How to Read – SQ3R
THE SQ3R Reading Method is the most efficient and effective ever developed. All North American colleges and UK universities promote this reading methodology and they will expect you to be familiar with it when you arrive your Freshmen year. Even if you choose not to attend college, efficient reading skills are important in the business world, the military, and technical occupations.
Academic reading requires good note-taking and thoughtful annotations. All of your assigned readings will be given with the idea you retain much of what the reading was about to the extent that you can use it conversantly and knowingly in class discussion and in your writing.
Skimming is not reading. Just casting your eyes over a primary source or an article will not leave you with a deep understanding about the topic. Your memory is simply not capable of retaining all the rich information contained in the reading. Further while you might get the main idea, unless you take notes and make annotations you have not worked with the information in order to turn it into knowledge. The notes and the annotations when recited and reviewed will lead to longer retention and better grades on all your assignments and tests.
SQ3R is a rigorous methodology that will, in the long run, save you time and effort. As stated earlier, this is the method endorsed by universities as the single-most effective way to read textbooks, scholarly articles and secondary sources. What follows below is the step-by-step method; while intimidating at first, it will become second nature and you will appreciate the benefits of the SQ3R method as you raise your standard, not only in Social Studies, but in each and every class you take at B.H.S.
SQ3R: Survey! Question! Read! Recite! Review!
|Before you read, Survey the chapter:||· READ the conclusion FIRST!
· Find and paraphrase the THESIS!
· the title, headings, and subheadings
· review the questions or study guides
· introductory and concluding paragraphs summary
|Question while you are surveying||· turn the title, headings, and/or subheadings into questions
· Read questions at the end of the chapters or after each subheading
· Ask yourself, “What did my instructor say about this chapter or subject when it was assigned?”
· Ask yourself, “What do I already know about this subject?”
· Note: It is helpful to write out these questions.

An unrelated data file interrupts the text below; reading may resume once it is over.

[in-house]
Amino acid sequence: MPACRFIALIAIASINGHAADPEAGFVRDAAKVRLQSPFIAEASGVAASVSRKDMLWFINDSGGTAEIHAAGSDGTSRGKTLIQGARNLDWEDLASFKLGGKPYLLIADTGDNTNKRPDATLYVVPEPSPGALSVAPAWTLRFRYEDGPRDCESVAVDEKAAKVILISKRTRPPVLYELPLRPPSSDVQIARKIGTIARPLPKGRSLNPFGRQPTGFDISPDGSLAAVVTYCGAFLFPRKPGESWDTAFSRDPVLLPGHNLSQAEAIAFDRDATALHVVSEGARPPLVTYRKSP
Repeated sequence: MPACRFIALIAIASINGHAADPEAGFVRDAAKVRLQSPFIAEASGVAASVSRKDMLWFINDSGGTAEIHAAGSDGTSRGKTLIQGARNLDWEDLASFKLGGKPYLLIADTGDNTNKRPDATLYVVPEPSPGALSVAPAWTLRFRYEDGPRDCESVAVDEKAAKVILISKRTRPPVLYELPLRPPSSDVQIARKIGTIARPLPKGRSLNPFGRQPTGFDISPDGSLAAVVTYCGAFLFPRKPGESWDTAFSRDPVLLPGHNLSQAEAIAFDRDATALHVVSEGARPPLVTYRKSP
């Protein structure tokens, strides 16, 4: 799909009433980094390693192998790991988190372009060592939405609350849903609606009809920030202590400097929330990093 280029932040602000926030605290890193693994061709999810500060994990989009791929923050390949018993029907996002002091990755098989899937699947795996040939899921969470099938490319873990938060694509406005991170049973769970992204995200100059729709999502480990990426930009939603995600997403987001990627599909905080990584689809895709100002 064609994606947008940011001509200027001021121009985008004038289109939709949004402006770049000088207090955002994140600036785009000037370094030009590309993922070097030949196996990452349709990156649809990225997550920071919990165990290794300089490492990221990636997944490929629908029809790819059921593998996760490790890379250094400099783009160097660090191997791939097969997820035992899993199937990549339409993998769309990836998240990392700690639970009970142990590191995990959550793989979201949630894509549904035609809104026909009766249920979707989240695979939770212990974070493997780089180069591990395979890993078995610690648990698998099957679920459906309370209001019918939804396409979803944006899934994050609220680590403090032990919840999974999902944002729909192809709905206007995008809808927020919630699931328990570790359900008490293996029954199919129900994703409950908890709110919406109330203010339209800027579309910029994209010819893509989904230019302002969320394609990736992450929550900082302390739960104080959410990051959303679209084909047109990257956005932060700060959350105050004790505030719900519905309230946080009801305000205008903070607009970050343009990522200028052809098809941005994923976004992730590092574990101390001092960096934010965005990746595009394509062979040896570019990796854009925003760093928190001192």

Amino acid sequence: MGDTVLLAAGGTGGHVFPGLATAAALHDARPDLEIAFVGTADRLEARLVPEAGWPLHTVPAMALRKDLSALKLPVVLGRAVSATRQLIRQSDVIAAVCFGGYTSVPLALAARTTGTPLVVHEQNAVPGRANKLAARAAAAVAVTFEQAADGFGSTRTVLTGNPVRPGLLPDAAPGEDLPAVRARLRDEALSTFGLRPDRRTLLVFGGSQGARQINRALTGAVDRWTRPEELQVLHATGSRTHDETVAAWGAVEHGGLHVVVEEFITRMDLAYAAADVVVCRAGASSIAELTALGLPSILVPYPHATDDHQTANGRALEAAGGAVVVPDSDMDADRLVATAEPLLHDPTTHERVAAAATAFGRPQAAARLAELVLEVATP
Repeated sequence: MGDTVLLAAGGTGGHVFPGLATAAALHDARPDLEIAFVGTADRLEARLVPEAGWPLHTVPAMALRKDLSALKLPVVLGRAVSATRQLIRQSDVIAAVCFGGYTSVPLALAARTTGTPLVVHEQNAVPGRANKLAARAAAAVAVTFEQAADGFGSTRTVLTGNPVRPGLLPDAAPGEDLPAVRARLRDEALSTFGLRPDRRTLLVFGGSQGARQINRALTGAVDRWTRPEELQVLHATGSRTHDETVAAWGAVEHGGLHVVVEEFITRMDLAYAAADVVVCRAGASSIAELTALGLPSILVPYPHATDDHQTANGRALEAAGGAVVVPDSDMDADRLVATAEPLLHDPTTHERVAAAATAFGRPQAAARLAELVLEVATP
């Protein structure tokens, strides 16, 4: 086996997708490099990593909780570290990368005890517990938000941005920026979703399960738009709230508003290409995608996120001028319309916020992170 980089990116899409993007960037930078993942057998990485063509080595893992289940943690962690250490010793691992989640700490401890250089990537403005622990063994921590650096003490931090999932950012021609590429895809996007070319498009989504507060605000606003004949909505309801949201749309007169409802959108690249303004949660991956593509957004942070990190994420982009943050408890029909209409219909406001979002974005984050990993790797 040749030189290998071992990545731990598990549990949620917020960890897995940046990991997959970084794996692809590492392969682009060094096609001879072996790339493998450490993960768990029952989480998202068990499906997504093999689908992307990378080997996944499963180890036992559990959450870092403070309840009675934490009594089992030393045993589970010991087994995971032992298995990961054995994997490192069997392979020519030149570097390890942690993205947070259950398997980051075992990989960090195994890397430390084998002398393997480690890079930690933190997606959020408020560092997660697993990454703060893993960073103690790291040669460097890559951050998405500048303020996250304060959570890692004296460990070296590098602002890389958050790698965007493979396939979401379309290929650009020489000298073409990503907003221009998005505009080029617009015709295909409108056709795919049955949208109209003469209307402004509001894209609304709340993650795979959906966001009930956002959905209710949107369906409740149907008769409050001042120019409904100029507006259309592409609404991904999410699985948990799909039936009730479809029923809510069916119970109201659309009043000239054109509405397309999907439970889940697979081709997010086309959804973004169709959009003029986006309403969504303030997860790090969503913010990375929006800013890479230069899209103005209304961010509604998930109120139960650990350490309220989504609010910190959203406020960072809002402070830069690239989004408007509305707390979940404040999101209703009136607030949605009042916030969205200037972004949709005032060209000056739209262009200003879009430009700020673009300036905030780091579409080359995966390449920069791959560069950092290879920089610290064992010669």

|When you begin to Read:||· Look for answers to the questions first raised
· Answer questions at the beginning or end of chapters or study guides
· Re-read captions under pictures, graphs, etc.
· Note all the underlined, italicized, bold printed words or phrases
· Study graphic aids
· Reduce your speed for difficult pages
· Stop and re-read parts which are not clear
· Read only a section at a time and recite after each section
|Recite after you have read a section before you write it down in your Cornell Notes.||· Orally ask yourself questions about what you have just read or summarized, in your own words
· Take Cornell Notes from the text but write the information in your own words
· Underline or highlight important points you have just read
· Use the method of recitation which best suits your particular learning style – remember the more senses you use the more likely you are to remember what you read:
TRIPLE STRENGTH LEARNING: Seeing, saying, hearing
QUADRUPLE: Seeing, saying, hearing, writing!!!
|REVIEW: an on-going process of 10-20 minutes daily reading your notes, reducing them, and using revision techniques to master the knowledge.||DAY ONE:
· After you have read and recited the entire chapter, write questions in the margins for those points you have highlighted or underlined.
· If you took notes while reciting, write questions for the notes you have taken in the left hand margin of your Cornell Notes
· Page through the text and/or your Cornell Notes to re-aquaint yourself with the important points.
· Cover the right hand column of your text/note-book and orally ask yourself the questions in the left hand margins.
· Orally recite or write the answers from memory.
· Make “flash cards” for those questions that give you difficulty.
· Develop mnemonic devices for material which needs to be memorized.
DAY THREE, FOUR, and FIVE:
· Alternate between your flash cards and notes and test yourself (in writing) on the questions you formulated.
· Make additional flash cards
· Using the text and notebook, make a Table of Contents – list all the topics and sub-topics you need to know from the chapter.
· From this make a study sheet/spatial map/mind map
· Note that you have consolidated all the information you need for that chapter, periodically review the sheet/map so that at test time you will NOT have to CRAM.